When setting up your views for the MEP disciplines, configuring view range in Revit can be confusing at first. Our previous post walked you through how to make MEP elements in the ceiling space visible on floor plan views using view range settings. For this post, we’ll show you how to show MEP elements that are below or cast in the floor (e.g., pipes and conduits).
If you need to understand the basics of configuring the View Range of a floor plan, see part one of this series.
When setting up your views for the MEP disciplines, configuring their view ranges in Revit can be confusing at first.
View Range for MEP Elements Below or Within a Floor
In our previous post, we looked at how to set the top and cut plane of the primary range to show elements above the ceiling. For today, we’ll focus on the elements that are below floor.
Technically, the only view range setting that needs to be adjusted to show elements below floor is the View Depth. In the example below, you can see that I have a sanitary pipe modeled below the floor at
–2’. You will also notice that the pipe is visible when the View Depth is set to -2’, because it now lies within the View Range.
That seems pretty straightforward, so why write a blog about something so simple? Well, you may have noticed that in the View Range window, there is a setting for Bottom within the “Primary Range” section. This can prove to be confusing, even for some of the more experienced Revit users.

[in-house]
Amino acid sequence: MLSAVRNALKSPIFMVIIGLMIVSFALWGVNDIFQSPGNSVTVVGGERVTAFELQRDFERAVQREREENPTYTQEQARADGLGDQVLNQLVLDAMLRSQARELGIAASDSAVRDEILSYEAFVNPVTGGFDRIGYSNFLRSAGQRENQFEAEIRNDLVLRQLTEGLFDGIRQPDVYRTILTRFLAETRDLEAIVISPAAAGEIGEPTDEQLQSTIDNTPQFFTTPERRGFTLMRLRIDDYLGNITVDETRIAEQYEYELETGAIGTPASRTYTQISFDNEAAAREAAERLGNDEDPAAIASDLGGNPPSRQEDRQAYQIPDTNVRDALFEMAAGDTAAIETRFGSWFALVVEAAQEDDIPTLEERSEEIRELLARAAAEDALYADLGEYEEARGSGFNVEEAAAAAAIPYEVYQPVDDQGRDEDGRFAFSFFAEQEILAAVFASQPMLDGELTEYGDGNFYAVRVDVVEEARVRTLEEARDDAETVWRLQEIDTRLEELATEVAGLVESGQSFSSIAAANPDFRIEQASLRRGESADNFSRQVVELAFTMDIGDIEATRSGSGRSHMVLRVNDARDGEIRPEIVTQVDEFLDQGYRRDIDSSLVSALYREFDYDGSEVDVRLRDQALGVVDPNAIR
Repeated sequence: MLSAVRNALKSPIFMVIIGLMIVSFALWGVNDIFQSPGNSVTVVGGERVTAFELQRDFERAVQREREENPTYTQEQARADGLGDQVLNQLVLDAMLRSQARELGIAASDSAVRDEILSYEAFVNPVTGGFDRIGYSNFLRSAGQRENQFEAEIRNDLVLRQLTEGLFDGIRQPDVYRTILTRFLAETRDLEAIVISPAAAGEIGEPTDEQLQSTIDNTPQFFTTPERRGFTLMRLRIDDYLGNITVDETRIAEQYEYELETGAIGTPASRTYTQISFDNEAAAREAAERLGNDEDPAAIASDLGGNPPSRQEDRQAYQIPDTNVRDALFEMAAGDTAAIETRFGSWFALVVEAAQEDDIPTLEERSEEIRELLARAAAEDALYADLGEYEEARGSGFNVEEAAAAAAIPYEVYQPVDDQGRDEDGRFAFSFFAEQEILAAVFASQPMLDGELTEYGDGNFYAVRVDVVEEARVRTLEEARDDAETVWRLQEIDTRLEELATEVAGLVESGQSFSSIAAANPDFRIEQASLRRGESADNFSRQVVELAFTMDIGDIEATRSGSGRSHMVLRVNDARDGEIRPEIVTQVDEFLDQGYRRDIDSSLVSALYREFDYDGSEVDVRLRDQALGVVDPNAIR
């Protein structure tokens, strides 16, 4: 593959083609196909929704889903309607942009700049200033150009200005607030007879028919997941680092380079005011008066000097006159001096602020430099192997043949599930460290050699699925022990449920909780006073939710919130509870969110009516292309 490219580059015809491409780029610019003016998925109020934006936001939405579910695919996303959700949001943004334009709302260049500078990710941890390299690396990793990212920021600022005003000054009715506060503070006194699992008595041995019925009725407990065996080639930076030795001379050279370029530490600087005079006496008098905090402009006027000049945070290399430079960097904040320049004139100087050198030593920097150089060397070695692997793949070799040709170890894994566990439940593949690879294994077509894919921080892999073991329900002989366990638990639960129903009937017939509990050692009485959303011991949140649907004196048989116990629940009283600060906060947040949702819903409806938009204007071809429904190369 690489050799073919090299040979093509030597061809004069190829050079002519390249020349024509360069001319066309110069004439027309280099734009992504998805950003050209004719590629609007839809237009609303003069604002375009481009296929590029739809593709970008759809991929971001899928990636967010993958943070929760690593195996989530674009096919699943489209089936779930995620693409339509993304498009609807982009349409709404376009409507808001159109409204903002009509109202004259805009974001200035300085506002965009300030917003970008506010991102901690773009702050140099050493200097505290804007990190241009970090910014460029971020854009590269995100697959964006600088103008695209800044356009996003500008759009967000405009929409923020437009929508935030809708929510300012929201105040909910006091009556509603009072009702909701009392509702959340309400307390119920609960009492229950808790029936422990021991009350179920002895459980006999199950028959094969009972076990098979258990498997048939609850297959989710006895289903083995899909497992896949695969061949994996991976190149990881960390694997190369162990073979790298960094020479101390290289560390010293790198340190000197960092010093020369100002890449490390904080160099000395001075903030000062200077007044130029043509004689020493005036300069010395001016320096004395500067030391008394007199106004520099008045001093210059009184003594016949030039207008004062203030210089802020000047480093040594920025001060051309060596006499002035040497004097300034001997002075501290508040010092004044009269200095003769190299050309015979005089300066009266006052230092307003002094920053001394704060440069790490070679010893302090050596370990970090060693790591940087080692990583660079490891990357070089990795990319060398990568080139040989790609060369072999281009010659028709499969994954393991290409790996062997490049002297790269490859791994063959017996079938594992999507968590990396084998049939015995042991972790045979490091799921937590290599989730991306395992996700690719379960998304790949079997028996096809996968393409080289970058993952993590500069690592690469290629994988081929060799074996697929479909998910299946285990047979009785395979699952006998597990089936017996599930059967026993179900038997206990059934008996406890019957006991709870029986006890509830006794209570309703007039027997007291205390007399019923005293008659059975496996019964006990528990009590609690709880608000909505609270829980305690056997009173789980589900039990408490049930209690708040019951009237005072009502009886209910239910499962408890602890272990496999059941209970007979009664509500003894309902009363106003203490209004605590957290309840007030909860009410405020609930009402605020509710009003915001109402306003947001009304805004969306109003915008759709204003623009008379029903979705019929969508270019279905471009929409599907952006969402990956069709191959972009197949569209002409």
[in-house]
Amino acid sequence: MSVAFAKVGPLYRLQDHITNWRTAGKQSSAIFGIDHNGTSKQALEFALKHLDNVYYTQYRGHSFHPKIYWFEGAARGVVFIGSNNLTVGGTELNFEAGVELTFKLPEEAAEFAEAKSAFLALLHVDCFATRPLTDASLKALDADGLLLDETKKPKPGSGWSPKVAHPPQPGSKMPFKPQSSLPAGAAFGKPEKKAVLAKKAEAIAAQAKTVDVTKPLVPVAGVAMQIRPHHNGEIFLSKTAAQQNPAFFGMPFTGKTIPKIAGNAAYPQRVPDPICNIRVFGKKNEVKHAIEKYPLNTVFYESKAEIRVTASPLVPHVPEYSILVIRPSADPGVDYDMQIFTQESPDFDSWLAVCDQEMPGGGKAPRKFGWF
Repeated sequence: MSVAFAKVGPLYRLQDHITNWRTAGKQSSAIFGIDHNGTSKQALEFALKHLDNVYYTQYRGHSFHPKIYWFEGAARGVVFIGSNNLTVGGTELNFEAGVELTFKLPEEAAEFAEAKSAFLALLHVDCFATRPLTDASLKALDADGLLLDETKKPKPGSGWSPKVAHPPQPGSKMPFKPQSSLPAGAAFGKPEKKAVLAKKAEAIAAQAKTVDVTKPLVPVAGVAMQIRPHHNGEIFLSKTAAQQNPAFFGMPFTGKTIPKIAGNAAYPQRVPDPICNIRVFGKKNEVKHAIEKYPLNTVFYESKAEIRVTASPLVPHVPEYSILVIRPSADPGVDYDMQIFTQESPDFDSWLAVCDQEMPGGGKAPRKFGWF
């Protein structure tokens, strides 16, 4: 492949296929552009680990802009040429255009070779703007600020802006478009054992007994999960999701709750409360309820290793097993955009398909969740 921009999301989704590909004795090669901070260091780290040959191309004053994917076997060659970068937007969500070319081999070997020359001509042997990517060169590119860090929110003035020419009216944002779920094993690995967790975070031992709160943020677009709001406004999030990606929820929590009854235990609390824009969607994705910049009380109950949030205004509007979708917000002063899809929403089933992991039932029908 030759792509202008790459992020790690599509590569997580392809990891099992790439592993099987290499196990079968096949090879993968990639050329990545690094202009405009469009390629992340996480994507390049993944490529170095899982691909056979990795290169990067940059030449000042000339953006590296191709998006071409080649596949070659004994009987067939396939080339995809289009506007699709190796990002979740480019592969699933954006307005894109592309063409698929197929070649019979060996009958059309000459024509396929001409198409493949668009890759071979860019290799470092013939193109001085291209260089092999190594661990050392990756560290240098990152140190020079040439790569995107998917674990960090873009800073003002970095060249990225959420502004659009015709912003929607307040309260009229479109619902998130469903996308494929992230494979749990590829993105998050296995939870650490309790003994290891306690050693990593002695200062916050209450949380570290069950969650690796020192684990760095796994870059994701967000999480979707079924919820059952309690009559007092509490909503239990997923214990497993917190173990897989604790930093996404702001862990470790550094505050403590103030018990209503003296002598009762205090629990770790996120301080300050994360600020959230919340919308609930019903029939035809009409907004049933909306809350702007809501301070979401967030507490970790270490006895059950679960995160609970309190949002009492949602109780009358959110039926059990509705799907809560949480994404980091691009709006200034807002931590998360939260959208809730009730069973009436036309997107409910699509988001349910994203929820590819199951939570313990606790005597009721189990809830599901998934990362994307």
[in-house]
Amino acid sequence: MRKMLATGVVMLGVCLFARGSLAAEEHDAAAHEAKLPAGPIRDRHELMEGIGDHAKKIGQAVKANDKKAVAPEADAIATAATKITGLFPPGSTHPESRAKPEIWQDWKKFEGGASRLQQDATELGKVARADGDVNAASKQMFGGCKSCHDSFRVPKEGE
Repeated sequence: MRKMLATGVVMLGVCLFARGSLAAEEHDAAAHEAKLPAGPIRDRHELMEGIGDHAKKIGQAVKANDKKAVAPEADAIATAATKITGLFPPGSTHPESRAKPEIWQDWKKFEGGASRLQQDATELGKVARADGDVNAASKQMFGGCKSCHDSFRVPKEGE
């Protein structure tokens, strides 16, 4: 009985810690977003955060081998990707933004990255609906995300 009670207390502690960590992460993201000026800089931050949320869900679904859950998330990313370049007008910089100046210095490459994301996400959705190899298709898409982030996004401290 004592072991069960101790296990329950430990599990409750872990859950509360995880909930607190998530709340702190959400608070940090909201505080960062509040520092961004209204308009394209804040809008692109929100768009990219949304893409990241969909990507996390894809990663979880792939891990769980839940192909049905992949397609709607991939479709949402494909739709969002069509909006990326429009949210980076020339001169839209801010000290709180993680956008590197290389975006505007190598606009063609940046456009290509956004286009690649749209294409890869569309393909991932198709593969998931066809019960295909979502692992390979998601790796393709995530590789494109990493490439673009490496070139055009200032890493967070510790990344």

Why Do We Need Both “Bottom” and “View Depth”?
Let’s refer back to Autodesk’s image within the View Range window (click the Show button in the lower right corner to display the image within Revit).
First, let’s review some of these keynotes:
7. The entire View Range
5. The Primary View Range
3. The Bottom of the Primary View Range
4. The View Depth setting
With those numbers in mind, let’s think about a floor plan and the concept of showing something that is below the floor. Typically, elements that live below the floor plan (i.e., underfloor, underground, within a raised floor) will be drawn as a dashed line. This helps anyone reviewing a floor plan understand that the pipe, duct, or conduit is not overhead as most floor plans illustrate as solid lines. This has been standard practice since we were drafting plans with pencil and paper and Revit handles it rather gracefully using the view depth of a View Range.
In simple terms, any element that is below the Bottom of the Primary View Range and above the View Depth (i.e., the yellow area in the illustration above), is considered to be “beyond” the primary view range. So, you can still see the element in a plan view, but it not within the Primary View Range.
This is important, because Revit has a built-in sub-category of Line styles called “”. This means you can make any element a dashed line when it is within the View Depth of the floor plan view. Thus, any underfloor duct, pipe, conduit, or footings can now automatically be displayed as dashed lines when it lives below the Bottom of the Primary View Range.
I hope that these two blog posts will help some of our MEP readers out there understand some of the lesser-known basics of configuring View Range.
Do you have any additional tips and tricks to share regarding view range? Please share them in the comments below.